Wow. A weakness to feel sorrow? Yeah, I don't agree either. Sorrow is a natural part of life. I like the idea of the poetry along with exercises, but I don't think it's a book for me. Thanks.
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Post by Prisallen » 04 Apr 2019, 08:04

While I agree that our attitude affects our quality of life, I realize that we all have emotions we have to deal with, even negative ones including sorrow. Also, I grew up on a farm, so I know how hard life can be for farmers and, yes, they do need to get paid for their labor. I think this book is not for me. Thanks for the review!

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Post by Cecilia_L » 04 Apr 2019, 09:03

Katkhell wrote:
03 Apr 2019, 23:15
Interesting review. Full disclosure I am not big on poetry, but this collection seems to be interesting as with the charts so it’s really sounds like a great method of “sefl-help”/counseling. The review makes me consider the possibility of picking up the book as a departure from my normal reading. Thank you Cecilia_L.
You're welcome. I appreciate your comment.

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Post by Cecilia_L » 04 Apr 2019, 09:04

kandscreeley wrote:
04 Apr 2019, 07:51
Wow. A weakness to feel sorrow? Yeah, I don't agree either. Sorrow is a natural part of life. I like the idea of the poetry along with exercises, but I don't think it's a book for me. Thanks.
Thanks for your comment.

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Post by Cecilia_L » 04 Apr 2019, 09:05

Prisallen wrote:
04 Apr 2019, 08:04
While I agree that our attitude affects our quality of life, I realize that we all have emotions we have to deal with, even negative ones including sorrow. Also, I grew up on a farm, so I know how hard life can be for farmers and, yes, they do need to get paid for their labor. I think this book is not for me. Thanks for the review!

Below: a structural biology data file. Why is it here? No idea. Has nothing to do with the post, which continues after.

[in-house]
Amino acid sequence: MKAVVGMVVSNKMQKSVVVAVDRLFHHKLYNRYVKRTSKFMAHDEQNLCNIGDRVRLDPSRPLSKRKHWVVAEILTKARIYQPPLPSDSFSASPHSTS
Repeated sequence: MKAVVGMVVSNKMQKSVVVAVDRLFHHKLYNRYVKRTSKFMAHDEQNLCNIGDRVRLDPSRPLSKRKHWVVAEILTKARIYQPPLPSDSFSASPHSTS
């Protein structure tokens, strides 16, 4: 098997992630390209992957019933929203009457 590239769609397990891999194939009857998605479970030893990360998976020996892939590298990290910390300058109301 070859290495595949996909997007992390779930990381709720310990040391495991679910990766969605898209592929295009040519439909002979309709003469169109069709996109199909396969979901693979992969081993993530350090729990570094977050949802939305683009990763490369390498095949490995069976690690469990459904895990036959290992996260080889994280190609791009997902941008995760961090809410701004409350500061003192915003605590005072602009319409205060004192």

Exactly. Thanks for sharing.

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Post by Juliana_Isabella » 04 Apr 2019, 11:37

Thanks for your review. I appreciate the critical analysis of the author's suggestions and assertions.

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Post by kdstrack » 04 Apr 2019, 12:05

I appreciate the author's desire to lead people to think about their reactions and to work toward strengthening virtues in our behavior. Her comments about grief and the sale of fruits and vegetables make me question her advice. I appreciate your thoughtful opinions about this book. Thanks.

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Post by Bianka Walter » 04 Apr 2019, 15:32

This sounds like self-help poetry. We should create a new sub-section :)
Wonderful review, Cecilia!
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Post by Cecilia_L » 04 Apr 2019, 21:51

Juliana_Isabella wrote:
04 Apr 2019, 11:37
Thanks for your review. I appreciate the critical analysis of the author's suggestions and assertions.
You're welcome. Thanks for your comment, Juliana.

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Post by Cecilia_L » 04 Apr 2019, 21:52

kdstrack wrote:
04 Apr 2019, 12:05
I appreciate the author's desire to lead people to think about their reactions and to work toward strengthening virtues in our behavior. Her comments about grief and the sale of fruits and vegetables make me question her advice. I appreciate your thoughtful opinions about this book. Thanks.
Thanks for your comment.

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Post by Cecilia_L » 04 Apr 2019, 21:53

Bianka Walter wrote:
04 Apr 2019, 15:32
This sounds like self-help poetry. We should create a new sub-section :)
Wonderful review, Cecilia!
Thank you, Bianka.

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Post by ButterscotchCherrie » 05 Apr 2019, 05:17

I like the sound of the charts, but agree that it's not wrong to feel grief. Some things just are sad, and it's not a good spiritual practice to deny that. Of course, letting go and moving on is good, but not before feeling it.